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Fast ye over to Tarshiah ; howl, ye in- habitants of the coast 1 Is this your joyous city, whoso I«. But the king of Assyria placed guards on the river, and on the conduits, to prevent the Tyrians from drawing water, and returned home. The mill and the mill-stone (as indispensable to every house- hold), and the giirment of the widow, are not to be demanded.' The new law repeatedly gives command that the debtor, who from inability to pay bus become the aiave of his creditor (II. S»7 marshes, and bade him not to leave them or trouble himself about the rest of Egypt Perceiving that injustice was done to him, Psammetichus bethought him how to avenge himself on those who had driven him out ; and when he inquired of the oracle of Buto he received the answer, '* Vengeance would come from the sea, when the brazen men appeared." Psamme- tichus did not believe the oracle.

By distant waters the seed of the Nile, the harvest of the river, was their reveooe, and she was the mart of natio Dii Be thoo ashamed, Sidon, for the sea hath qwken ; tlie strength of the sea thus : I travailed not, and brought not forth ; I brought up no young men and maidens. Sidon, and Acco, and old Tyre, and many other cities revolted from the Tyrians ; but as the Tyrians themselves did not submit, the king turned again upon them, and the Phenicians manned 60 ships for him, and placed upon them 8000 rowers.^ Against these the Tyrians set sail with 12 ships ; destroyed the Yes Bcls of the enemy, and made about 500 prisoners. 2S6 the cloak of the poor in pledge ; ^ the new law forbids the creditor, who dcmauds his loan, to enter the houae in order to choose a pledge for himself, and lays down the rule that the man who lends money is to wait outside till the debtor brings a pledge. Mindful of this oracle the kings were not inclined to punish Psammetichus with death, because they found on inquiry that he had not used his helmet with premeditation ; but they took from him the greater part of his power, confined him to tho MOm UNDER PSAMMBTICUU8 AND NBCOO.

lucahmelayu com eamak dan anak hidden cam-86

It is remarkable that the Tyrians are said to have met the 00 ships of the blockade with 12 ships only. The most essential point was to put an end to the Caoaanitish rites in Israel, and prevent their entrance for the future. It goes decidedly beyond the old in the regulations, instituted even in the old law, for the diminution of the severity of the law of debt, and in regard for the oppressed and poor (II. The arrangements about the years of Sabbath and of Jubilee are dropped as impracticable in the new law, and are reduced to the much simpler rule, that in every seventh year, t. in the year of Sabbath, an " acquitment is to be made," I. every unpaid loan, made before this year, is to bo cancelled, with the income upon it. As this dream appeared frequently, he summoned the priests, and said to them, that he should displease the god if ho remained longer in the land, or he would never have advised such an act in a dream. by outraging the god, and staining his own life by wicked murder.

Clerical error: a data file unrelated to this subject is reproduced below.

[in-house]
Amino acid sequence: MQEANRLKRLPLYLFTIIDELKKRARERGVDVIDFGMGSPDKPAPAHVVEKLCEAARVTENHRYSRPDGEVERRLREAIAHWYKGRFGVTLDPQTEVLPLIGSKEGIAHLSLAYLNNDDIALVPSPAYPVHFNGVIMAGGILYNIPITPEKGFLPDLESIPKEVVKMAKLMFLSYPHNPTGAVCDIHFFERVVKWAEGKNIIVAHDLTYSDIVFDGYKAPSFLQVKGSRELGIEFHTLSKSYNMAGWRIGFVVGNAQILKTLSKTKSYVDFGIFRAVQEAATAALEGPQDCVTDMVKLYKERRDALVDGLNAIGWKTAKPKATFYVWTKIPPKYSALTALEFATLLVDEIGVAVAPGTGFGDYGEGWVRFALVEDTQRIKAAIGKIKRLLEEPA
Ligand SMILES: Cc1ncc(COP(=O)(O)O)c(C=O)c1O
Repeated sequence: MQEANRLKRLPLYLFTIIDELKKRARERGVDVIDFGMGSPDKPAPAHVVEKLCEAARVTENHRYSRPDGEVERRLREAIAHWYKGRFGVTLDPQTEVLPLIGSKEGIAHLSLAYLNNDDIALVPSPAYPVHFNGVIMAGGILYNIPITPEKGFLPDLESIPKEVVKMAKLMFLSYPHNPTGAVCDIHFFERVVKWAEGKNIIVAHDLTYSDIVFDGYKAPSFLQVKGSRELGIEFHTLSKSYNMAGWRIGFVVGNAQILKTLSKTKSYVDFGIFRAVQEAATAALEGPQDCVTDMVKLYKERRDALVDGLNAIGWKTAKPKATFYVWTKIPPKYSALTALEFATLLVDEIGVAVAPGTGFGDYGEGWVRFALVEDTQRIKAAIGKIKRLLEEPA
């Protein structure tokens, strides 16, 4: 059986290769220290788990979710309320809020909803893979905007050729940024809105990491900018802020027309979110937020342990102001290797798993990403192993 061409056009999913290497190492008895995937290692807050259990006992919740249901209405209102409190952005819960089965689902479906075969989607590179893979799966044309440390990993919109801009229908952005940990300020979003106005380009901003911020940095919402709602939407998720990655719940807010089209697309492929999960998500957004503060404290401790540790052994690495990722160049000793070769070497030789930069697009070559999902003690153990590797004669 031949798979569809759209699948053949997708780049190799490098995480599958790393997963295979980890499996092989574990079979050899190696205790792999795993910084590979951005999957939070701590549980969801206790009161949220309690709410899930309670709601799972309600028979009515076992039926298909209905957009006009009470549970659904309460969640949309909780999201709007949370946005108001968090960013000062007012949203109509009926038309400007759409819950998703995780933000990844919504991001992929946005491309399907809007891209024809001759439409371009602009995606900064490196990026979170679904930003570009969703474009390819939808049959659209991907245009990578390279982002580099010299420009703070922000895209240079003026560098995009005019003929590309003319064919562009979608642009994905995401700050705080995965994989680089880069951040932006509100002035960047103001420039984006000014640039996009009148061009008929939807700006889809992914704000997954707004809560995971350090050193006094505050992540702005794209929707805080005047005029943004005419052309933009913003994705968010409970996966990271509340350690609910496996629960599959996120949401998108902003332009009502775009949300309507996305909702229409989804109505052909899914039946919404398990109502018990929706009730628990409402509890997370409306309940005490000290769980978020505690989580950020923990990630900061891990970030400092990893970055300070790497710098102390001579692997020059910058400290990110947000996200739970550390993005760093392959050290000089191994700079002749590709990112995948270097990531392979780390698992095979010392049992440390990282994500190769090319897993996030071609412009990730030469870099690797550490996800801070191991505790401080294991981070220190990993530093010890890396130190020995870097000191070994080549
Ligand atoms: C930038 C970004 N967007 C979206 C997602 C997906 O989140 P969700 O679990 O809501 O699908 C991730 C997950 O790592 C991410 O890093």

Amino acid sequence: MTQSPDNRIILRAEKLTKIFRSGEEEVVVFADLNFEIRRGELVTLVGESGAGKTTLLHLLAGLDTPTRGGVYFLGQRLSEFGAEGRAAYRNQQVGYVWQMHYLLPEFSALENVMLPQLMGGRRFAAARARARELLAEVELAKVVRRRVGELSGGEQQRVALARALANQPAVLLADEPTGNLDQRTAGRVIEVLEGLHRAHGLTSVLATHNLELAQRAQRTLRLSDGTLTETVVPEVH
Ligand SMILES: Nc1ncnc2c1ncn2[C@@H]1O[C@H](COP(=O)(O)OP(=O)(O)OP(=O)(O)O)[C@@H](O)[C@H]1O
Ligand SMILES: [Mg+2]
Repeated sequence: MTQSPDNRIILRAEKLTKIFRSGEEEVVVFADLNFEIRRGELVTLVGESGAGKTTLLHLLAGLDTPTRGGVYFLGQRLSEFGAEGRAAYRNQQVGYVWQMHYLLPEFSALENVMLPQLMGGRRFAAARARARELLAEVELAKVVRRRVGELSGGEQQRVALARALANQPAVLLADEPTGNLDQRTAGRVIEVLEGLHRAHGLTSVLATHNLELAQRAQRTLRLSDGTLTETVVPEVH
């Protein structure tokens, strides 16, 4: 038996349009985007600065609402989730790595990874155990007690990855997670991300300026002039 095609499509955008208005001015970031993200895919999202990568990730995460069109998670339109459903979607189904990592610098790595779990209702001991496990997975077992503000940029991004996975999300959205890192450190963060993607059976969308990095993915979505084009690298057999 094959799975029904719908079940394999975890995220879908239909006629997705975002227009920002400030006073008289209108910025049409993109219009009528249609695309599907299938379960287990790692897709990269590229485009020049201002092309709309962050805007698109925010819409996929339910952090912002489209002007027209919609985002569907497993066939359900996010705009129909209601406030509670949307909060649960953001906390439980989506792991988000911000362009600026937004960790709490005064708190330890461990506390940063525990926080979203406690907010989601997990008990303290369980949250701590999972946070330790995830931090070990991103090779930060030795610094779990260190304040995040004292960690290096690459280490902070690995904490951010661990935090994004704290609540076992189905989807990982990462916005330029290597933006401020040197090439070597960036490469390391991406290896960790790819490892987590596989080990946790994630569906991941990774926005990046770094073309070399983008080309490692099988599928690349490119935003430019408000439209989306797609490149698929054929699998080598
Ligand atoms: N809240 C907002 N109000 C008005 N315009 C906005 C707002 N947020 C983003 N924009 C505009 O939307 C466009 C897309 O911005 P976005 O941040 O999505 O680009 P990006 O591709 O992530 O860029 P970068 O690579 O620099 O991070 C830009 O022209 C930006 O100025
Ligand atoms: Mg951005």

The cities, which had submitted, were now compelled to furnish shij)8 to Shalmanesar for the conquest of Cyprus, and the blockade of the island city, which was carried on from the mainland also, since old Tyre was garrisoned there, and the inhabitants of the island city were prevented from drawing water on the coast. 221 people every one should pay a poll-tax to the temple, were not repeated in the new law. " Cursed is he that pcrvertcth the judgment of the fatherless and widow." ^ In the canons of law, as in the regulations about the tithes, the new code makes changes only with a view to the carrying out of the law in practice. The god of Thebes appeared to him in a dream, and said that he could not govern Egypt prosperously and for long unless ho collected all the priests and cut each into two parts, and marched between the parts with his body-guard.

Shal- mancsar overruns Syria, before the assistance from Egypt has arrived there (720 ac.).* Hoshea is either taken by surprise and overcome, or in his terror attempts to appease the king of Asshur by submission. Remember that thou wast a bondman in the land of Egypt, and that Jehovah thy God redeemed thee." Runaway slaves, who had escaped into another community, were not to be delivered up again to their master, according to the new eode.' The old hiw gave command : " The hire of the day Ubouier shall not remain with thee till the momiug " (IL 225). He received the lonians and Carians in a firiendly manner, and induced them by great promises to stay with him.

The cities of the Phc- nicians, and of the Philistines, and the kingdom of Israel hope for the assistance of the king of Meroe and Egypt, of Sabakon, whom the Hebrews call Scveh, and the inscriptions of the Assyrians, Sabhi. It repeats the com- mand to liberate Hebrew slaves in the seventh year, and adds : " And when thou sendest him away tree, thou ahalt not let him go empty ; thou shalt furnish him liberally out of thy flor;k, and out of thy floor, and out of thy wiueprcss. Then Psamme- tichus saw that the oracle w^as fulfilled.